Voluntary Work

Many psychiatrists support the work of voluntary organisations, such as Age Concern, Young Minds, Mencap, the Medical Foundation for the Care of Victims of Torture, the Samaritans, etc. If you are working in a voluntary capacity, you still need to maintain professional requirements, especially when seeing patients. This may need clarification with the organisation concerned and there may be funds available for training and the necessary CPD. Some organisations pay expenses only. The Voluntary Service Overseas (VSO; offers well-organised opportunities for specialist work abroad.



Which group within the college can help me?

The Postgraduate Educational Services Department can advise on CPD requirements. There is also a network of regional CPD advisers. The Private and Independent Practice Special Interest Group (PIPSIG) helps to promote good practice and brings together doctors in the same position. Faculties are also developing standards and are a source of up-to-date information.


How can I get an appraisal or supervision if I am working outside a managed organisation?

Some NHS trusts provide appraisals for their recently retired or part-time consultants. Even if your trust does not operate such a scheme, it may be worth asking, as some employers will provide appraisal if requested. This should follow the current NHS template, which is available online ( When having an appraisal, you should ensure that you present evidence, such as audits and patient surveys, for all the situations you work in. It is also important that you demonstrate that you can reflect.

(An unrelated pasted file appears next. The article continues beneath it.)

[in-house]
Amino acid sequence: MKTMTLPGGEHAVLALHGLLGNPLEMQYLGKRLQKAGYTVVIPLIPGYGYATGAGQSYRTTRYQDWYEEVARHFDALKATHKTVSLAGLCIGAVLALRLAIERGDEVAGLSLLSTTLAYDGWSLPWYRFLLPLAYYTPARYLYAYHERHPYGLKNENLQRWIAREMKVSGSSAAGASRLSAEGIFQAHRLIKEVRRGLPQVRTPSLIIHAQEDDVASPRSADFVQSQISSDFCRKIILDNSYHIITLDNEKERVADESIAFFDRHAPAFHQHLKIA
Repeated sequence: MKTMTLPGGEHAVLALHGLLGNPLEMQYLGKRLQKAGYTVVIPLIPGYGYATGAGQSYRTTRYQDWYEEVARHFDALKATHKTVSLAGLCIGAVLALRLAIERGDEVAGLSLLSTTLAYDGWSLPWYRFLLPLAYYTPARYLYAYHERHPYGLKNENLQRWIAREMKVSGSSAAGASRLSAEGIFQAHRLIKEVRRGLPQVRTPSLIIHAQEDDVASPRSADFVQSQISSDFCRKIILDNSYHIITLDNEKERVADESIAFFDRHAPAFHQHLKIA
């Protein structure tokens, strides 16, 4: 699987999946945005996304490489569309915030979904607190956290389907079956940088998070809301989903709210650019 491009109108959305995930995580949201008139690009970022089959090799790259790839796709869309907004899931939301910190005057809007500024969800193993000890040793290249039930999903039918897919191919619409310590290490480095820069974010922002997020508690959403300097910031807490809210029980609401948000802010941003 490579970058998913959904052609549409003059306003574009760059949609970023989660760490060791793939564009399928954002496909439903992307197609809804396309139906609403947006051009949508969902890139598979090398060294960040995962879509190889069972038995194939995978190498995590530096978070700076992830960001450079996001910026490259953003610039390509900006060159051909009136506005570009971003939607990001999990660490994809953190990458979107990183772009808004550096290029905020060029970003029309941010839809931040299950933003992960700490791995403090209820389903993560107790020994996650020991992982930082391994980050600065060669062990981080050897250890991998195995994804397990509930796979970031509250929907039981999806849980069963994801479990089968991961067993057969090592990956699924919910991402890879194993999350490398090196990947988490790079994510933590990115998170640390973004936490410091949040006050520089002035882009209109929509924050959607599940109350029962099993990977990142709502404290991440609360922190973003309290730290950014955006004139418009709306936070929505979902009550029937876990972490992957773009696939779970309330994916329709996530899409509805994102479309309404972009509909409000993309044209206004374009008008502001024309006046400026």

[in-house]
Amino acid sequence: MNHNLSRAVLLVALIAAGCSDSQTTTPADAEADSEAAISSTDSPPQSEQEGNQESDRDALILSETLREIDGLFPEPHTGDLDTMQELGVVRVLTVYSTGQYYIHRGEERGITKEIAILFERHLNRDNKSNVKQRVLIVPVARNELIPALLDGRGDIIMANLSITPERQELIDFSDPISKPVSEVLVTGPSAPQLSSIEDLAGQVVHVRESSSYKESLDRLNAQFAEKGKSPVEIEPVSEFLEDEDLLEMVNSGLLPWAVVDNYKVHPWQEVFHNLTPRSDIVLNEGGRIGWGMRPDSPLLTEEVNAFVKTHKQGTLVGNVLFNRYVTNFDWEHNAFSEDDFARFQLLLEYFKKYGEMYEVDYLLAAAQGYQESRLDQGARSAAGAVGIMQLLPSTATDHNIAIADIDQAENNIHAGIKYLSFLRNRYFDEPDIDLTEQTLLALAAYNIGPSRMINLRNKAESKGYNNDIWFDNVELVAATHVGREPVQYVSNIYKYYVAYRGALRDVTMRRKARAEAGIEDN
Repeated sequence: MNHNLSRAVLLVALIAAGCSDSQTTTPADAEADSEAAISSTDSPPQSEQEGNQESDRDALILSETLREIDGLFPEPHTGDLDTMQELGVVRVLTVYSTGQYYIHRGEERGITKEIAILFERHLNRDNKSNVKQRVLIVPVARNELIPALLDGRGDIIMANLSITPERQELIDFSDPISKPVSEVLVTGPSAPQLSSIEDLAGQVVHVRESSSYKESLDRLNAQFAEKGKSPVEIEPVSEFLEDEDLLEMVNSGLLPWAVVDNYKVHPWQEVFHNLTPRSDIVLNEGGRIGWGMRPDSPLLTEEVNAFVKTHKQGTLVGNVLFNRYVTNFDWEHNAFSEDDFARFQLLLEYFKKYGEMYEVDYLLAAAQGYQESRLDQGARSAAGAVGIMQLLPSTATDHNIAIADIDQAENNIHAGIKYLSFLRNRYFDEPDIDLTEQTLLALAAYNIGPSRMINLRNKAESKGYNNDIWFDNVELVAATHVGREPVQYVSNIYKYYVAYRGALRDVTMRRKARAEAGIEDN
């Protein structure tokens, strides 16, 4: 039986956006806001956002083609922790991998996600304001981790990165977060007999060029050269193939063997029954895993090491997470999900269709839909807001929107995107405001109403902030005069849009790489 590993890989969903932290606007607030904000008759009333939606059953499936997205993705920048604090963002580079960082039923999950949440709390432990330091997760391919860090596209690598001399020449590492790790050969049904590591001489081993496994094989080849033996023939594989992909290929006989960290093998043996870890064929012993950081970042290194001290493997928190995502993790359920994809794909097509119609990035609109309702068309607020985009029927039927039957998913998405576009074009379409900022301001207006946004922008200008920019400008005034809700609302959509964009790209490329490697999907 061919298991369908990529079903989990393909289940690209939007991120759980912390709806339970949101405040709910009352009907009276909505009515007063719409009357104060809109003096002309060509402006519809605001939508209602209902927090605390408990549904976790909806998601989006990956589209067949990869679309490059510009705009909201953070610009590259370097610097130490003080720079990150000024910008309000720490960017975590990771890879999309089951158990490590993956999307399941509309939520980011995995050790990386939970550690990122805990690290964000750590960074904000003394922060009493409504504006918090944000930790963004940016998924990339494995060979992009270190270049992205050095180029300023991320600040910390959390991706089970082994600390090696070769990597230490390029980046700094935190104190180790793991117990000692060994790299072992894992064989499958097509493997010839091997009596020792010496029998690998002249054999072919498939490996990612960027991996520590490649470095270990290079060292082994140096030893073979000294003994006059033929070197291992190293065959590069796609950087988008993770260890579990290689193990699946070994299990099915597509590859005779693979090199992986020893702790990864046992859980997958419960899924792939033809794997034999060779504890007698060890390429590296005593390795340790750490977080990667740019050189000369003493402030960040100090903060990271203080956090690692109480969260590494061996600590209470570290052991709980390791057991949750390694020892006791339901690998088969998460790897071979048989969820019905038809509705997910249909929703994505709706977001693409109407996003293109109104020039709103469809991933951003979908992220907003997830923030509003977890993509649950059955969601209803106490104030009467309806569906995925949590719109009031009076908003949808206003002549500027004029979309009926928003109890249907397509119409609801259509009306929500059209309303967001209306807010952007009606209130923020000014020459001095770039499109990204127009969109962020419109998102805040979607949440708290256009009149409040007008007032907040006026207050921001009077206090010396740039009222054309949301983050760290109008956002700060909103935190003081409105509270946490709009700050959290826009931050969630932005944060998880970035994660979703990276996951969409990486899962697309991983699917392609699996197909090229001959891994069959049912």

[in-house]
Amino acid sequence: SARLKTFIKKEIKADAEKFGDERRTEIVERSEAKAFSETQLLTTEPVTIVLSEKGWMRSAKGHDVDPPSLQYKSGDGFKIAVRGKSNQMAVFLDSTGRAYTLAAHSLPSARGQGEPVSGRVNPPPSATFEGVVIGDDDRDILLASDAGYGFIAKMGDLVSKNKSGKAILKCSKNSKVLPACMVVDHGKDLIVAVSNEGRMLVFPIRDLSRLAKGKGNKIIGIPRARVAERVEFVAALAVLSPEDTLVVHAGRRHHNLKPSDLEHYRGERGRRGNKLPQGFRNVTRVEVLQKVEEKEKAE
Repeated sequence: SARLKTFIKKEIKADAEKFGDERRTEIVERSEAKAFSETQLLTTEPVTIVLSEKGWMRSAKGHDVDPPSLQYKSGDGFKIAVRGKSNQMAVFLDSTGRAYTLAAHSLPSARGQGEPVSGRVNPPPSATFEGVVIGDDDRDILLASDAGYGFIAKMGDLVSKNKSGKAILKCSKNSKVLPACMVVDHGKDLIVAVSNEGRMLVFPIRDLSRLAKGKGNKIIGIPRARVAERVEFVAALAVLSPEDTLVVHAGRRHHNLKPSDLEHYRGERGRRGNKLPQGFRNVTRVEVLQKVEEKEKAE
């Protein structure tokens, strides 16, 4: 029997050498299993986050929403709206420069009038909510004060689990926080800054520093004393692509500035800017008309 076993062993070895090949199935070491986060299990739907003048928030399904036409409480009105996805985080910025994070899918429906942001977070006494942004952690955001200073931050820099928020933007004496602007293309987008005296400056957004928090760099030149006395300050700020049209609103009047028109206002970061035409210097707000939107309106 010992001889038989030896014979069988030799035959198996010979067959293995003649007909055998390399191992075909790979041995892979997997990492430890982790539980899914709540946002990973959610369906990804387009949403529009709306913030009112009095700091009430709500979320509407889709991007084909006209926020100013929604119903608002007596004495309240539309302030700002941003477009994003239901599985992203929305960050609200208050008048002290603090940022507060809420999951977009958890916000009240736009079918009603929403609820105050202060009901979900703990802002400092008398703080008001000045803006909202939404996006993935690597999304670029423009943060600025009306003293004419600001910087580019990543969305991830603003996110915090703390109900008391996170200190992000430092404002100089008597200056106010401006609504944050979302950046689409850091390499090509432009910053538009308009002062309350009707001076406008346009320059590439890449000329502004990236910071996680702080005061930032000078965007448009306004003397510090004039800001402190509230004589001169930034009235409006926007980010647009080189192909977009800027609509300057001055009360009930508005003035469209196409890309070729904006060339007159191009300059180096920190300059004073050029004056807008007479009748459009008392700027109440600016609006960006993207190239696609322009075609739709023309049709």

The Private and Independent Practice Special Interest Group (PIPSIG) at the Royal College has information that will support doctors who work outside a managed organisation.


What are the CPD requirements?

The College system requires50 hours of CPD per year, in a number of domains, including clinical CPD. CPD submissions are now made online subject to approval by you PDP group.


Do I have to keep up with CPD requirements if I am retired or work part-time?

CPD is about helping to promote good practice. It is essential for all those continuing to work with patients to maintain CPD requirements.


How can I find a CPD group?

College conferences and Faculty meetings are good places for making contacts. Look for others in the same position as yourself.


What is ‘multi-source feedback’ and how do I get it?

Multi-source feedback or360-degree appraisal is for Psychiatrists are questionnaires  sent to a large number of colleagues, juniors, other staff and service users to get an overall view of clinical practice. There are various systems available, but not all may be suited to all forms of practice. It is compulsory for relicensing and recertification. 

Do I need to have medical indemnity cover?

The College strongly advises practitioners to take out adequate insurance or professional indemnity cover for any part of their practice which is not covered by an employer’s indemnity scheme, in patients’ interests as well as your their own.



References and further reading

GENERAL MEDICAL COUNCIL (2013) Good Medical Practice framework for appraisal and Revalidation. GMC


GENERAL MEDICAL COUNCIL (2012) Supporting information for appraisal and Revalidation. GMC


GENERAL MEDICAL COUNCIL (2013) Good Medical Practice. GMC


GUNN, J. (2007) CPD and the portfolio psychiatrist. Advances in Psychiatric Treatment,

13, 157–160.


ROYAL COLLEGE OF PSYCHIATRISTS (2014) Supporting information for appraisal and revalidation: guidance for psychiatrists (CR194). Royal College of Psychiatrists.



Sources of further help and support

HM Revenue & customs






The information can be used as a guide only and is not a substitute for professional advice. If you need further advice and support, please contact the Psychiatrists’ Support Service.


© Royal College of Psychiatrists 2016

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If you require advice and support about a particular issue then please contact the Psychiatrists' Support Service at the Royal College of Psychiatrists on 0207 245 0412 or email